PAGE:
Author: CHEN, Wai-Yee
Publisher: Oex Publishers Pty Ltd
ISBN: 9780 9807 15101
Reviewed by: Mark Boulton
Have you ever considered investigating or finding out more about financial options? If so, this book could be a good starting point. If you have an existing financial strategy using options, this book may assist in adding some more strategies to your repertoire. Alternatively this can be a good book to alert you to what is available, and you could find an adviser to deal with the details (hint – the author would likely be a great adviser). By the way this book focuses mostly on ASX listed share options/indices.
There are four general investment mentalities (through following four characters) covered in this book – risk averse, get rich quick, slow and steady, and businesslike. Hopefully one to suit every reader’s mindset.
Unless you are already very familiar with options, you could easily get stuck with trying to understand everything in this book in one read. However after quickly reading the book without trying to understand absolutely everything, what I found great was that there is a shopping list of strategies that could be considered for reducing risks, optimising the purchase or sale of shares, or for profiting from a particular view. Once you find a strategy you like, you can to some extent revise backwards to fully understand its basis, and then work forwards to review the risks of the strategy (even including whether your thought process is logical or not). You are not going to need to remember every detail.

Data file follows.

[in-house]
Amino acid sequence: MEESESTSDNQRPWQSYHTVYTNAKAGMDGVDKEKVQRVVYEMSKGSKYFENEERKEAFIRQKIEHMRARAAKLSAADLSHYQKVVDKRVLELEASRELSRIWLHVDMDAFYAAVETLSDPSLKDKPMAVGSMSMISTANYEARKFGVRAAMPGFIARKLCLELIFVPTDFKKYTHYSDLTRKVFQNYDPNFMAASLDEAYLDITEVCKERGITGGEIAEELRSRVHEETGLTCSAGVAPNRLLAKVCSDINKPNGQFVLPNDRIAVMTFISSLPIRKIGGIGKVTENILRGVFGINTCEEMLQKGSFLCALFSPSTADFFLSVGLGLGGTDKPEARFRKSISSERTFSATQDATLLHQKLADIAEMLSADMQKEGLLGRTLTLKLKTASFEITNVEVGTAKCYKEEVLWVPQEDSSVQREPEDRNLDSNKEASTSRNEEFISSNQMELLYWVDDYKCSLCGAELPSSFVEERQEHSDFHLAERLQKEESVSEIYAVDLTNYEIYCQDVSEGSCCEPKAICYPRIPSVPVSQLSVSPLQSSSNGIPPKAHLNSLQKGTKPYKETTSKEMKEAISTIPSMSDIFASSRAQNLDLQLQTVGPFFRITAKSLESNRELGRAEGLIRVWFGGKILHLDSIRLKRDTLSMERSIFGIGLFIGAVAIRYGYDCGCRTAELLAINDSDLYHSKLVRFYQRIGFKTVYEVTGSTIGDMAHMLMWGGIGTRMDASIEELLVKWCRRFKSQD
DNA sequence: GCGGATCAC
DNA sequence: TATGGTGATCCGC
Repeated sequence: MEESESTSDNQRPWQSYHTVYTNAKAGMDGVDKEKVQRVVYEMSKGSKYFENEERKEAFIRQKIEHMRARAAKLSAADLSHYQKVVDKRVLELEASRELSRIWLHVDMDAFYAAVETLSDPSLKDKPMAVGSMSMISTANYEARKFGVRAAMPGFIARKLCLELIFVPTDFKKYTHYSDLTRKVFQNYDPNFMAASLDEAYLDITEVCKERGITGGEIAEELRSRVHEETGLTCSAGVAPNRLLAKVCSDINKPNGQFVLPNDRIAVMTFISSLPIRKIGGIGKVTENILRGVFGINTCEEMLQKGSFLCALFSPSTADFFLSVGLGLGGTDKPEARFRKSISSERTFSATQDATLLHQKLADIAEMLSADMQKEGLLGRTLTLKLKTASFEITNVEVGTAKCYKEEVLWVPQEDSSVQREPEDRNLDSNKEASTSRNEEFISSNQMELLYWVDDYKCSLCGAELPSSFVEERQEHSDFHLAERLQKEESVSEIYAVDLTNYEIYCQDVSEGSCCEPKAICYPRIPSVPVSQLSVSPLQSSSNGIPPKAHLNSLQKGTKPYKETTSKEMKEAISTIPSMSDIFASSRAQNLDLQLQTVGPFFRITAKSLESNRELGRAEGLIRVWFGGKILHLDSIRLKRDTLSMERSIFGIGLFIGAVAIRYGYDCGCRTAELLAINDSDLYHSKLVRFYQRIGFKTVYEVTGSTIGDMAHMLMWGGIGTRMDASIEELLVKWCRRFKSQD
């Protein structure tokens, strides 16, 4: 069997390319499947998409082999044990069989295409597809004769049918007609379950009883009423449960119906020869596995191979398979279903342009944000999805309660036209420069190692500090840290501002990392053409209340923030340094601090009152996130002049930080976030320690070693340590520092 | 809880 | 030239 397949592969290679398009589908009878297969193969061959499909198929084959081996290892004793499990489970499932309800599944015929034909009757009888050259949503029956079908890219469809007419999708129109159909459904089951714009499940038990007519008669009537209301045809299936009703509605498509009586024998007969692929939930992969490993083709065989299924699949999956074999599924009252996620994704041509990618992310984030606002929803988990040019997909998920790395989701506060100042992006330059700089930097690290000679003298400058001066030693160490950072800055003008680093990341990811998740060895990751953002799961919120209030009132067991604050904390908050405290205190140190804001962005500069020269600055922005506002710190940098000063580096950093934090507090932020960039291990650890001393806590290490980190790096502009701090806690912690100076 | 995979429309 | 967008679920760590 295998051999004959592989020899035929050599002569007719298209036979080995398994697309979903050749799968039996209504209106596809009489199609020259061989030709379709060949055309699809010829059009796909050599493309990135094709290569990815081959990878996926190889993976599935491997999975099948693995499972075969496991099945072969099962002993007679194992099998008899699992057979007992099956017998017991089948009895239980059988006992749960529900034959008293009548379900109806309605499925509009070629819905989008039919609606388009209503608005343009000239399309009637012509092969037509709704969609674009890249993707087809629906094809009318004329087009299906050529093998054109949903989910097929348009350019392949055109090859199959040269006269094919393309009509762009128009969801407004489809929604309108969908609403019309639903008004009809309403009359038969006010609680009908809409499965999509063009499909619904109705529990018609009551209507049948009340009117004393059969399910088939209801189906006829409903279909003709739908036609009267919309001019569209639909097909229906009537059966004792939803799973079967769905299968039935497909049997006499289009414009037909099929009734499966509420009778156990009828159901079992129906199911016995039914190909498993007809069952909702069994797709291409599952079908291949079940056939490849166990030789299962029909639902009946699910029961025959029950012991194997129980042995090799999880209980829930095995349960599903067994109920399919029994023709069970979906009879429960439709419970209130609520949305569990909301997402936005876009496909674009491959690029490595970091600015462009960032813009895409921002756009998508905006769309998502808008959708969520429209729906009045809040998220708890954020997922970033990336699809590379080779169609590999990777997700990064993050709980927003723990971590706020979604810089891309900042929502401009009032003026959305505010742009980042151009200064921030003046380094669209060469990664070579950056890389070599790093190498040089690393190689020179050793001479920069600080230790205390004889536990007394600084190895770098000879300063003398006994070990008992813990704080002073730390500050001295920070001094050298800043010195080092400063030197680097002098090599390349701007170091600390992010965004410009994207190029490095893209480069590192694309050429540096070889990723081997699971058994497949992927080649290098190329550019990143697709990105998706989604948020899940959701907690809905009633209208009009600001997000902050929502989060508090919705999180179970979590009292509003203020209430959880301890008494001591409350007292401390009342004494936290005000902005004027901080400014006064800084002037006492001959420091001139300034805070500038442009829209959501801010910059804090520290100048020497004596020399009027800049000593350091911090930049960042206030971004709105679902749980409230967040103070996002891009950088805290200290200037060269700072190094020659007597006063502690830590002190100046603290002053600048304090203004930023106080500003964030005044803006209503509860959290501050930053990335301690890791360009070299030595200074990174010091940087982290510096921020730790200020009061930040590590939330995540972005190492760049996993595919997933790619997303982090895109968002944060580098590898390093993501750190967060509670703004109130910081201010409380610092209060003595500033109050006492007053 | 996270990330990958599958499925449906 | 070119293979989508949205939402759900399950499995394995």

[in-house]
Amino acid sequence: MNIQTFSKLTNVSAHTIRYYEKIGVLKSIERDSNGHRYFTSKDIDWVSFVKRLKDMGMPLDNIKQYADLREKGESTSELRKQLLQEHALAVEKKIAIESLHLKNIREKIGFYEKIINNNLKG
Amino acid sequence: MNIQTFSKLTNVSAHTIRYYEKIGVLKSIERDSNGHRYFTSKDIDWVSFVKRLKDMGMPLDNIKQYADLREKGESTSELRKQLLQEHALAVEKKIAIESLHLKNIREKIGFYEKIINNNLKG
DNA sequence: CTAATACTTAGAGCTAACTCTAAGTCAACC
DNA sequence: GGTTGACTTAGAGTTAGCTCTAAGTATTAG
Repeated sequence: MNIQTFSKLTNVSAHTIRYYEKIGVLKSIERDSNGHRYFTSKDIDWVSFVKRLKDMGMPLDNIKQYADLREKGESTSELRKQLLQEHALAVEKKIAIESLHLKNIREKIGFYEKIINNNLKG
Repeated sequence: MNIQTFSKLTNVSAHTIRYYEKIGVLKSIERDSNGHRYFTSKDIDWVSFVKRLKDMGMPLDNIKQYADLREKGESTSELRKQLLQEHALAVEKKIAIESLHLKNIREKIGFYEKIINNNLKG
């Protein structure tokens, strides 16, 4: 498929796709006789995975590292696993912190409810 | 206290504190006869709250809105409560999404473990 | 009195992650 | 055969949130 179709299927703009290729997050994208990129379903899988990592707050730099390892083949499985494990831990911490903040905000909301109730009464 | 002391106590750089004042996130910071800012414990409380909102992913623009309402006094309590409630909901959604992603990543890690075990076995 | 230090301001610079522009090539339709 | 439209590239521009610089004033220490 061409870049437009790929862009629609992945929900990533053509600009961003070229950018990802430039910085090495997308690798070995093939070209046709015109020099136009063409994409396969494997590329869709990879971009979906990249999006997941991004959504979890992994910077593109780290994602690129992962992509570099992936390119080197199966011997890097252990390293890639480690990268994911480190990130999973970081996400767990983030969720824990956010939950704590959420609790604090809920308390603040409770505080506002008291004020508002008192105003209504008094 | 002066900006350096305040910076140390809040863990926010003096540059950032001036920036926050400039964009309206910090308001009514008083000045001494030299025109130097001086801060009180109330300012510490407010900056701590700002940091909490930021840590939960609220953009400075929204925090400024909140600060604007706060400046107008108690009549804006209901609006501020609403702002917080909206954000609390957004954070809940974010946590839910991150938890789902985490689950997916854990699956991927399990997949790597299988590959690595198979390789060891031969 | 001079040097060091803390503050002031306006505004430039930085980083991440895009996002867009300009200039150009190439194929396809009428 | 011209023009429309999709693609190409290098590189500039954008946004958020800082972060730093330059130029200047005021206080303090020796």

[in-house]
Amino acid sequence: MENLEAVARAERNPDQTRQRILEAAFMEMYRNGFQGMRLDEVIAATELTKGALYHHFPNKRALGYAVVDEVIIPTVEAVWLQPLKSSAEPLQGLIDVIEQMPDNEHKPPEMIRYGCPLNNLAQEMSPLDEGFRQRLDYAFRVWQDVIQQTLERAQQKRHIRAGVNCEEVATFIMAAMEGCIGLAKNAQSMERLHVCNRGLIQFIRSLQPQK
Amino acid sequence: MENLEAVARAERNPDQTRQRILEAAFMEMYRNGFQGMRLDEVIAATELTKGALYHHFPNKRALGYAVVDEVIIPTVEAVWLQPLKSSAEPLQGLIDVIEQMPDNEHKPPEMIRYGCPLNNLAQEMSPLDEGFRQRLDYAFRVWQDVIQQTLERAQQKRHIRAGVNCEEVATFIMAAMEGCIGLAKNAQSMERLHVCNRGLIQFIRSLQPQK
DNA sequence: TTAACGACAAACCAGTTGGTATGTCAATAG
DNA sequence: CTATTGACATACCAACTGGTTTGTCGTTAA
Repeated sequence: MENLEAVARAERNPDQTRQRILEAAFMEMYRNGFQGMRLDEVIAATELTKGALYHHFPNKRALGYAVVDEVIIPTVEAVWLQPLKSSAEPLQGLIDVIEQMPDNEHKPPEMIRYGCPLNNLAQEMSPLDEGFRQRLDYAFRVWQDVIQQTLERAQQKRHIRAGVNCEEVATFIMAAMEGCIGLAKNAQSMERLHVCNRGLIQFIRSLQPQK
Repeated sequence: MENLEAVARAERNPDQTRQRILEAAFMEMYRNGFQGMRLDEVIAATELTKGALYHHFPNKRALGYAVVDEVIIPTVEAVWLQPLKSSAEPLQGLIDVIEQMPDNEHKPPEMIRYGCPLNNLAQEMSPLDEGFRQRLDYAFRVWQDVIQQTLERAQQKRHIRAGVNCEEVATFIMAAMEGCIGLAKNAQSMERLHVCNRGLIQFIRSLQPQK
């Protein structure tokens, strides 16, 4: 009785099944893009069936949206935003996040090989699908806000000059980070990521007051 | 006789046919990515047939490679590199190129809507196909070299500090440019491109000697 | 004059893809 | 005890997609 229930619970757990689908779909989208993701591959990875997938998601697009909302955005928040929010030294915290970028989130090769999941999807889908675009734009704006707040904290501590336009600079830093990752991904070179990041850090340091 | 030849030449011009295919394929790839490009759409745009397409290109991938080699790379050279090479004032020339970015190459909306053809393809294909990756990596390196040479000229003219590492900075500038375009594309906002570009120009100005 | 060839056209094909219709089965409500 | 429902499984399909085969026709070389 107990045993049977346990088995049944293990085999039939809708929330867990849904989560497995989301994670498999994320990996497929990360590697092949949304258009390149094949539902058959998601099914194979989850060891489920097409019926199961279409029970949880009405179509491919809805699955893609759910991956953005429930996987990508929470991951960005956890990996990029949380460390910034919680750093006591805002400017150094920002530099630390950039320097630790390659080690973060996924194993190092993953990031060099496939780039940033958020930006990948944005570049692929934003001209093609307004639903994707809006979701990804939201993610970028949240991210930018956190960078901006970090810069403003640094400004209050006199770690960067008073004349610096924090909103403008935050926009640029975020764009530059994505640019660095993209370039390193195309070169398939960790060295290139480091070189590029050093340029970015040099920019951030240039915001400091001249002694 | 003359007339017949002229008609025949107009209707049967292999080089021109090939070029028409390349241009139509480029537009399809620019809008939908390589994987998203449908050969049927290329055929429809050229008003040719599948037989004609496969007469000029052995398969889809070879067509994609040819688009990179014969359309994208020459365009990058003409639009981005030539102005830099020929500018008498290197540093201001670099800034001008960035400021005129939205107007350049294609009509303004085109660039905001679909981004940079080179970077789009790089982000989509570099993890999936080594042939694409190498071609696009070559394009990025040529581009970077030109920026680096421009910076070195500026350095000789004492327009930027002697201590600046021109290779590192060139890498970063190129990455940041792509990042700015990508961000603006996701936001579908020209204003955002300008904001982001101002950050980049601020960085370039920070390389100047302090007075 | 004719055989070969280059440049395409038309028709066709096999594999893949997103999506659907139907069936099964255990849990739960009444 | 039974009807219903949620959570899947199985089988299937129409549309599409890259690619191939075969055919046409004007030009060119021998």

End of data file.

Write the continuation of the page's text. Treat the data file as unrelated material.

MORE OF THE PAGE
There is an associated website – (had a sneak preview – still under construction at time of writing this review) http://www.optionswise.com.au. This has some applications that look like they will be very helpful (maybe nearly mandatory) in assisting you with pricing options and how much cash-margin you will need to put down (even for multiple transactions). One very neat application is the “strategy optimizer” that recommends a strategy based on completing some questions and selection criteria. Be aware that you will most likely not understand these online applications if you have not been familiarised with options.
One minor criticism of this book, is that I was looking for more of a bridge from buying and selling shares, through to using options. I would have loved to see a chapter or section dedicated to detailed considerations regarding buying a share versus buying a call option, and selling a share versus buying a put. This is definitely covered – but I would have liked this basic information placed under the microscope a lot more.
This is a very commendable and helpful book, and one that I will certainly refer to from time to time. The author is convincingly very knowledgeable on the topic, and is generous with her experience. This book would certainly give most investors and speculators some more options to consider (boom boom J).
Mark Boulton is a member of the AIA.